1 Peter Class 2 - The New Israel

1 Peter Class 2 - The New Israel

As we begin this section running from chapter 2:1-10 we will see some very similar teaching from the last class. This is because they are parallel in teaching. We have all ready mentioned Peter’s ability as a great teacher in his methodical repetition but he shows another great technique in presenting both a positive and negative side. It seems to be an aspect of our minds that we learn best when presented with comparisons, light and dark, cold and hot, etc. We will see that that is what he does here. Let’s look at the similarities between 1:13-25 and 2:1-10.

1 Peter 1:13-25

1 Peter 2:1-10

Exhortation (Positive)

Exhortation (Negative)

“Wherefore gird up the loins” (v. 13)

“Wherefore laying aside” (v. 1)

Sobriety, hope, grace, holiness (v. 13-16)

Malice, guile, hypocrisies, envies, evil speakings (v. 1)

“Obedient children” (v. 14)

“Newborn babes” (v. 2)

“He which hath called you” (v. 15)

“To whom coming” (v. 4)

“Be ye holy” (v. 16)

“Holy priesthood” (v. 5)

Redeemed by Christ

Built up on Christ

The lamb (v. 19)

The stone (v. 4, 6-8)

“Without blemish and spot” (v. 19)

“Chief, . . . elect, precious” (v. 6)

“Redeemed” (= bought, v. 18)

“Peculiar” (= purchased, v. 9)

“Who by him do believe” (v. 21)

“Unto you which believe” (v. 7)

Result is being born again (v. 23)

Result is being God’s people (v. 10)

I think this organization is also a mark of the Divine hand. These lessons are so consistent and beautifully laid out that we cannot help but see the Spirit’s work in this teaching and it’s layout.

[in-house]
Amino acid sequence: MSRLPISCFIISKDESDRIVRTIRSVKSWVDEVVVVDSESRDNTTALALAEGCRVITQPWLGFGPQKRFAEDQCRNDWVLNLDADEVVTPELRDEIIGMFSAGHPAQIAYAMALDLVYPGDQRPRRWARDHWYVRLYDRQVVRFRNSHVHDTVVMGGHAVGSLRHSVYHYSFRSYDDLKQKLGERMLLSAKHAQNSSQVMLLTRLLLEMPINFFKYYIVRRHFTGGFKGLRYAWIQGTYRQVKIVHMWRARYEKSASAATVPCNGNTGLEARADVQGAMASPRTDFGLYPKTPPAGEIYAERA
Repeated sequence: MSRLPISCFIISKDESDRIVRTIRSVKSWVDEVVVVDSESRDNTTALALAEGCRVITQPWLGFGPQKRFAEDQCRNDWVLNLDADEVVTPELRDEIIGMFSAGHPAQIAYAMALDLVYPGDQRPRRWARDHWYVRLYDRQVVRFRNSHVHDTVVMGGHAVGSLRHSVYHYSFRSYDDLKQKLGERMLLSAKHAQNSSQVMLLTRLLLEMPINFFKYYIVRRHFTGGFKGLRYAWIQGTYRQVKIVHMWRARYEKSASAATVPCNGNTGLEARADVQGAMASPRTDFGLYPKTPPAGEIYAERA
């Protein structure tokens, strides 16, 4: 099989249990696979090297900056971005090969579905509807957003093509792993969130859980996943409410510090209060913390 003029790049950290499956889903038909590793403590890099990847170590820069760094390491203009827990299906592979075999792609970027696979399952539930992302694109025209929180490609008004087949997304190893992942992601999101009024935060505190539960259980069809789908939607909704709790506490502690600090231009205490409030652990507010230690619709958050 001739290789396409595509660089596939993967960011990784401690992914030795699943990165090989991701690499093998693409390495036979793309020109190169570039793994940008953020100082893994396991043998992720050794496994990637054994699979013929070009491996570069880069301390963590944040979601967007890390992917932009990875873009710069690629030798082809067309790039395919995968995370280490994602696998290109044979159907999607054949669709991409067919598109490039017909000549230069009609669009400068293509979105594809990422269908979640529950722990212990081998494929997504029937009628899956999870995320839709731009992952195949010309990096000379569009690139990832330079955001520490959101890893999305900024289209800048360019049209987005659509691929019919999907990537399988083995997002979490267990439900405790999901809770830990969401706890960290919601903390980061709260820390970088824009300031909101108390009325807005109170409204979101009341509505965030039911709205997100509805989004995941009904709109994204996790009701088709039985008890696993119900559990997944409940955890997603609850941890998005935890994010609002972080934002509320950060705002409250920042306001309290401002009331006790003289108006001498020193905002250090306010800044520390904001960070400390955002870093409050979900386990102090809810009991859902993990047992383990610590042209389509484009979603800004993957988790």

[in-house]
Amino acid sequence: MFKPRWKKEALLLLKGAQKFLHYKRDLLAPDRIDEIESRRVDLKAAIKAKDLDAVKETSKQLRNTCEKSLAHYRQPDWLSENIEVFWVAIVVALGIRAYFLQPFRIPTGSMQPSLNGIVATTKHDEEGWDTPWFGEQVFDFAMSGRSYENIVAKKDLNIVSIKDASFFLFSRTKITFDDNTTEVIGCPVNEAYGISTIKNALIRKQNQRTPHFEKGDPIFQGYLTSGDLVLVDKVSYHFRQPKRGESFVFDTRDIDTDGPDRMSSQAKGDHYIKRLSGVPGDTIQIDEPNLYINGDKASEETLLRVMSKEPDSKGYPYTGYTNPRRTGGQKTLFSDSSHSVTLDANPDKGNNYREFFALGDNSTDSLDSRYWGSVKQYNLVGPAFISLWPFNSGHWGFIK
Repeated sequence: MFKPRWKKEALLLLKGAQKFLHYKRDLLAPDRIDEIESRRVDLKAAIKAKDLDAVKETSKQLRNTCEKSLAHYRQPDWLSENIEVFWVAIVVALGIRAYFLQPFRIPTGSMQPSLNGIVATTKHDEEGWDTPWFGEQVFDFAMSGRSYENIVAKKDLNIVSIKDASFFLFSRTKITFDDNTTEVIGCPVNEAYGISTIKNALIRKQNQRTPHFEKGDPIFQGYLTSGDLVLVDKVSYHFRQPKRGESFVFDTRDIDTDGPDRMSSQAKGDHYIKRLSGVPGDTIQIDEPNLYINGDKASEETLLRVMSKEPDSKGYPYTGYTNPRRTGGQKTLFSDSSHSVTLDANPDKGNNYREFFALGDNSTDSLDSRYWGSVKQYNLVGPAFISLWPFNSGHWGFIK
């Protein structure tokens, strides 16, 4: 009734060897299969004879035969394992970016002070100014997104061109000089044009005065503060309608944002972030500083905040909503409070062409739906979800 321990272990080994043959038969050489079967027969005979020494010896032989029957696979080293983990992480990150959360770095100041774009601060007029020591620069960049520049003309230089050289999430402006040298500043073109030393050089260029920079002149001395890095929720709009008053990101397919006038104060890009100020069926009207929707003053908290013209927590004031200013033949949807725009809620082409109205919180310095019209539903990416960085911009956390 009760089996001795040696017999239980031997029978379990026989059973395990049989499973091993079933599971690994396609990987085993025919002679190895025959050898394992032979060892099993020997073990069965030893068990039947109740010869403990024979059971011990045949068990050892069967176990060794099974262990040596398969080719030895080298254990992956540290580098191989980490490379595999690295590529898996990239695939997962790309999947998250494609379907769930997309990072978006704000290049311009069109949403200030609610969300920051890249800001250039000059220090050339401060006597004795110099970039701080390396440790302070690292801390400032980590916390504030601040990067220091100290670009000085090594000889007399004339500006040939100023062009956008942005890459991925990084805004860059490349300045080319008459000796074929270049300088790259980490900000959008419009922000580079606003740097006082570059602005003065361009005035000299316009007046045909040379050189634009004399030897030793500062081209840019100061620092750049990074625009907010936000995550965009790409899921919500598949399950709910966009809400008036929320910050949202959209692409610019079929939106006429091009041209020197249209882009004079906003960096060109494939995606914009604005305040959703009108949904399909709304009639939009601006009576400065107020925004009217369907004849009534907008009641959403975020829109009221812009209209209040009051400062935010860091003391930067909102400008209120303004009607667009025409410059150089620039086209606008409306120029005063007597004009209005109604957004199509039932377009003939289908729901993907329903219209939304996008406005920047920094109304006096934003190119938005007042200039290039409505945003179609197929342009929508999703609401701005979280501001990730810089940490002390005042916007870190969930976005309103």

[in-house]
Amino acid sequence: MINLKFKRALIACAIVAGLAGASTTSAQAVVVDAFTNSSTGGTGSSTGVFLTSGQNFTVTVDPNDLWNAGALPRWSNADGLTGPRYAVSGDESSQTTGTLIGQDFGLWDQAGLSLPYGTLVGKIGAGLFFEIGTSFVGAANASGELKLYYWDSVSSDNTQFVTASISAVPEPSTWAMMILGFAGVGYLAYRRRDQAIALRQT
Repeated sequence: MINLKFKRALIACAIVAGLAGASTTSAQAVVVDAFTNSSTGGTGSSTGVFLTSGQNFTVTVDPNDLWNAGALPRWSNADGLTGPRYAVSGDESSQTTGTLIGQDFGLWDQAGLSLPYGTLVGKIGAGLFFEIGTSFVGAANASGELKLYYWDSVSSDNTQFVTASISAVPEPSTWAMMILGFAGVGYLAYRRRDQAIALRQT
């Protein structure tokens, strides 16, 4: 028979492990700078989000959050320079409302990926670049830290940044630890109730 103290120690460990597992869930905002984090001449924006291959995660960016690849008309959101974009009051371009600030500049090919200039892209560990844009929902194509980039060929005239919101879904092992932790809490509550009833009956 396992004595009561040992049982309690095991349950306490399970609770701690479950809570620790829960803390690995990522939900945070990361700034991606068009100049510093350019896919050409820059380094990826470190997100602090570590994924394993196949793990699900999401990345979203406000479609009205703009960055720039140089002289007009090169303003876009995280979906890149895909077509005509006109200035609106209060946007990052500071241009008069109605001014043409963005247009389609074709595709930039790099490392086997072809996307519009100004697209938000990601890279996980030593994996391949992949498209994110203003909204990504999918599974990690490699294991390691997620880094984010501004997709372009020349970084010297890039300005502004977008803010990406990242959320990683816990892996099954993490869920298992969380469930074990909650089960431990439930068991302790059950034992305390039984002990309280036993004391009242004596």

Verse 1

The words “laying aside” (apotithemi G659) in verse one has the idea of to “put away” or “cast off” as in taking off clothing. Peter has in mind those filthy rags that our old man used to wear before we were baptized into Christ and obtained new garments of white. He had the counterpart in 1:13 where he said to “gird up the loins of your mind”. When this connection is made it can be seen how in tune both Peter and Paul were in the mind of the Spirit by looking at all the similarities in Ephesians 4:22-25,31,

"That ye put off (apotithemi G659) concerning the former conversation the old man, which is corrupt according to the deceitful lusts; {23} And be renewed in the spirit of your mind; {24} And that ye put on the new man, which after God is created in righteousness and true holiness. {25} Wherefore putting away (apotithemi G659) lying, speak every man truth with his neighbour: for we are members one of another."